8 Sep 2015
Verifying Your Down Payment – What You Need To Know
Saving for a down payment is often one of the biggest challenges facing young people looking to break into the real estate market. The source of your down payment could come from your own savings, a gift from a family member, your RRSP if you’re a first time home buyer or from the proceeds of selling your current home.
No matter where your down payment comes from, one thing that is for certain is your lender will be verifying your down payment prior to full approval. It’s required by all lenders to protect against fraud and to prove that you are not borrowing your down payment, which can change your lending ratios and your ability to repay your mortgage.
Documents You Will Need To Show When Verifying Your Down Payment
1. Own Savings/Investments: If you’ve saved enough money for your down payment, congratulations! What your lender will want to see is a 3 month history of any source accounts used for your down-payment such as your savings account, TFSA (Tax Free Savings Account) or Investment account.
Your statement will need to clearly show your name and your account number. Any large deposits outside of your normal contributions will need to be explained i.e. you sold your car and deposited $12,000 or you received your bonus from work. If you have transferred money from one account to another you will need to show a record of the money leaving one account and arriving in the other. The lenders want to see a paper trail of where the money came from and how it got in your account. This is mainly to combat money laundering and fraud.
2. Gifted Down Payment: Especially in the pricey Metro Vancouver and Toronto real estate markets, the bank of Mom and Dad is becoming a more popular source of down payments for young home buyers. You will need a signed gift letter from your family member that states the down-payment is indeed a gift and no repayment is required on the funds.
Be prepared to show the funds on deposit in your account no later than 15 days prior to closing. Again, the lender wants to see a transaction record. i.e. $25,000 from Mom’s account transferred to yours and a record of the $25,000 landing in your account. Documents must show account number and name.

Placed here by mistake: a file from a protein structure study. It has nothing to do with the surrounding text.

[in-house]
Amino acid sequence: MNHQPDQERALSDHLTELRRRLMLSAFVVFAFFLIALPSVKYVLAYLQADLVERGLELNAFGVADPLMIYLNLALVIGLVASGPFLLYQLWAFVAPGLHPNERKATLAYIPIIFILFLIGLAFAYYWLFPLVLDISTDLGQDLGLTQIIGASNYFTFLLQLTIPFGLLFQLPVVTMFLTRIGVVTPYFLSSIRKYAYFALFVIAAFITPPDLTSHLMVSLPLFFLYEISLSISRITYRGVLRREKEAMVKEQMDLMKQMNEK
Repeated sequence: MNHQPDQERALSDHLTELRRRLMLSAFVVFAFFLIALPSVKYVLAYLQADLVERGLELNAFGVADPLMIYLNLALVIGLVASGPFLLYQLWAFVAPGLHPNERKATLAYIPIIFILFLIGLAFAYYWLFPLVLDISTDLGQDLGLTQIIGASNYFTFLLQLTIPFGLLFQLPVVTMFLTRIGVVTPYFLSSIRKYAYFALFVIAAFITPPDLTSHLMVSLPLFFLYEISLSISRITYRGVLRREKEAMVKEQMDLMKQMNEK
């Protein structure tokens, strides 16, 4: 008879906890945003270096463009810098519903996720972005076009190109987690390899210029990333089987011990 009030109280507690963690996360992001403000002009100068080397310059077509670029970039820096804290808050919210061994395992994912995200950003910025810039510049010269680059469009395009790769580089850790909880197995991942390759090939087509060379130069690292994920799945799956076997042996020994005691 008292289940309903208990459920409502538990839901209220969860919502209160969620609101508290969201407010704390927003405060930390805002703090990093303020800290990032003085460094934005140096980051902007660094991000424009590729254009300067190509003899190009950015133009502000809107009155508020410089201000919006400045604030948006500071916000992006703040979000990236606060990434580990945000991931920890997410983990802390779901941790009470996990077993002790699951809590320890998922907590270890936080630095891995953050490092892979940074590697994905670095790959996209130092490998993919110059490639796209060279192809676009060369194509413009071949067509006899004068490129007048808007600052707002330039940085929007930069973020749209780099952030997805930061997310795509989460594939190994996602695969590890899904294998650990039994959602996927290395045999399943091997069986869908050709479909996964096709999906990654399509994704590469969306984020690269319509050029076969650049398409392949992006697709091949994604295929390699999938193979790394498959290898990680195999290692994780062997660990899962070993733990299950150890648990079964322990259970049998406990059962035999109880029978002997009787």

Gifted down payments are only acceptable from immediate family members (parents, grandparents, siblings). You can learn more about gifted down payments and get a sample gift letter here.
3. Using your RRSP: If you’re a First Time Home Buyer, you may qualify to use up to $25,000 from your Registered Retirement Savings Plan (RRSP) for your down payment. To see if you qualify for the Home Buyer’s Plan to use your RRSP’s as a down payment visit here. You will need to complete a Form T1036 to withdraw your funds without penalty.
Verifying your down payment from your RRSP is just like verifying from your savings/investment accounts. You will need to show a 3 month history via your account statements with your name and account number on them. Funds must have been in your account for 90 days.
4. Proceeds From Selling Your Existing Home: If your down payment is coming from the proceeds of selling your current home then you will need to show your lender a fully executed purchase and sale agreement between you and the buyer of your home. If you have an outstanding mortgage on the property, be prepared to provide an up-to-date mortgage statement as well.
5. Money From Outside Of Canada: Using funds from outside of Canada is acceptable but be prepared to have the money on deposit in a Canadian financial institution at least 30 days before your expected closing date. Verifying your down payment from overseas will also require that you provide a 90 day history of your source account.
No matter what the source is, verifying your down payment will require you to show documentation of where the money originated from and be ready to explain any large deposits. Making regular contributions into your savings or investment accounts will help develop a pattern of deposits and avoid any red flags. Don’t stockpile your cash and make large lump-sum deposits.
Most lenders will want to see that you have 1.5% of the purchase price on deposit as well to cover your closing cost. If you buy a home for $650,000 you will need a minimum of 5% down ($32,500) and another $9,750 (1.5%), for your closing cost. You will need to show a total of $42,250 available on deposit.
Thanks for reading and if you need more information, please don’t hesitate to contact Dominion Lending Centres.